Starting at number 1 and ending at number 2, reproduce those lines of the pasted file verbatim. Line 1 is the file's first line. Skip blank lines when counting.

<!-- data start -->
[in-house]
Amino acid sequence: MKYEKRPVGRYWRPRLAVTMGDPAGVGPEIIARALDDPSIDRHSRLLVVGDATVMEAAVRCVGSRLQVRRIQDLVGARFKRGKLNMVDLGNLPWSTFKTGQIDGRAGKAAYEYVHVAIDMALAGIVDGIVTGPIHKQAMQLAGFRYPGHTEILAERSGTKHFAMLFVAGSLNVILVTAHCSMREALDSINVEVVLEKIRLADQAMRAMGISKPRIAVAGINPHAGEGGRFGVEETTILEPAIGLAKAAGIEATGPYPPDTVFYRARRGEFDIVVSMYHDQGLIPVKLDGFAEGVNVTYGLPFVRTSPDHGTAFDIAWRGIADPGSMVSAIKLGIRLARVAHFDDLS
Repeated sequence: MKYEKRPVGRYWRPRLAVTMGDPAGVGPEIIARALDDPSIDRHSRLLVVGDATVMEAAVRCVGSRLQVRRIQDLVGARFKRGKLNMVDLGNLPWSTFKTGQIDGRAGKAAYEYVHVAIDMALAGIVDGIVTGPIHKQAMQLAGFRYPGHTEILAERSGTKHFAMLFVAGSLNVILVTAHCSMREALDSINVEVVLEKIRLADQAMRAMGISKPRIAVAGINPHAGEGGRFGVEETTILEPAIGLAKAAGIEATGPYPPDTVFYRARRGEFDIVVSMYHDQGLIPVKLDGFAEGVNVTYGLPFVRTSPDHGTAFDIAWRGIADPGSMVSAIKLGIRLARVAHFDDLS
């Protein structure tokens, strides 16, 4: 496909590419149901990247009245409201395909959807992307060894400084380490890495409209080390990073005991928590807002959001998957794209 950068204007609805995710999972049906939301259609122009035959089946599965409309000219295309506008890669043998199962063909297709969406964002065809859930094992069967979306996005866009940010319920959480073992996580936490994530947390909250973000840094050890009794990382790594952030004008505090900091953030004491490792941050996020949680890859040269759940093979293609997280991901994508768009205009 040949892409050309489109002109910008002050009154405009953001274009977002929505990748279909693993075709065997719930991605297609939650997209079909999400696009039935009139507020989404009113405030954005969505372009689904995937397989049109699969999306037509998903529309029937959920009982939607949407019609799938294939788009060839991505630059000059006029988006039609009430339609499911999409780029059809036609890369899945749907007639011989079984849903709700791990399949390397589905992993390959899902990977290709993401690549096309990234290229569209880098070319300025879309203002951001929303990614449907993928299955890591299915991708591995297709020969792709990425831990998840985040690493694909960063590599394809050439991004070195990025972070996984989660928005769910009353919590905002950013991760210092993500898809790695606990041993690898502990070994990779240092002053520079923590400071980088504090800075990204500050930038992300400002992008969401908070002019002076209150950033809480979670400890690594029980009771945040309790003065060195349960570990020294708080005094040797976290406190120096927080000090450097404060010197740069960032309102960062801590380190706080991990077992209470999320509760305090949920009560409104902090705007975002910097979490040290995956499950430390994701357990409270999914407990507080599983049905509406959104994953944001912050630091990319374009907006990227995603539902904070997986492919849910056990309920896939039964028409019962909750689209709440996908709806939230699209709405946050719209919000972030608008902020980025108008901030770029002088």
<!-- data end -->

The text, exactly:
[in-house]
Amino acid sequence: MKYEKRPVGRYWRPRLAVTMGDPAGVGPEIIARALDDPSIDRHSRLLVVGDATVMEAAVRCVGSRLQVRRIQDLVGARFKRGKLNMVDLGNLPWSTFKTGQIDGRAGKAAYEYVHVAIDMALAGIVDGIVTGPIHKQAMQLAGFRYPGHTEILAERSGTKHFAMLFVAGSLNVILVTAHCSMREALDSINVEVVLEKIRLADQAMRAMGISKPRIAVAGINPHAGEGGRFGVEETTILEPAIGLAKAAGIEATGPYPPDTVFYRARRGEFDIVVSMYHDQGLIPVKLDGFAEGVNVTYGLPFVRTSPDHGTAFDIAWRGIADPGSMVSAIKLGIRLARVAHFDDLS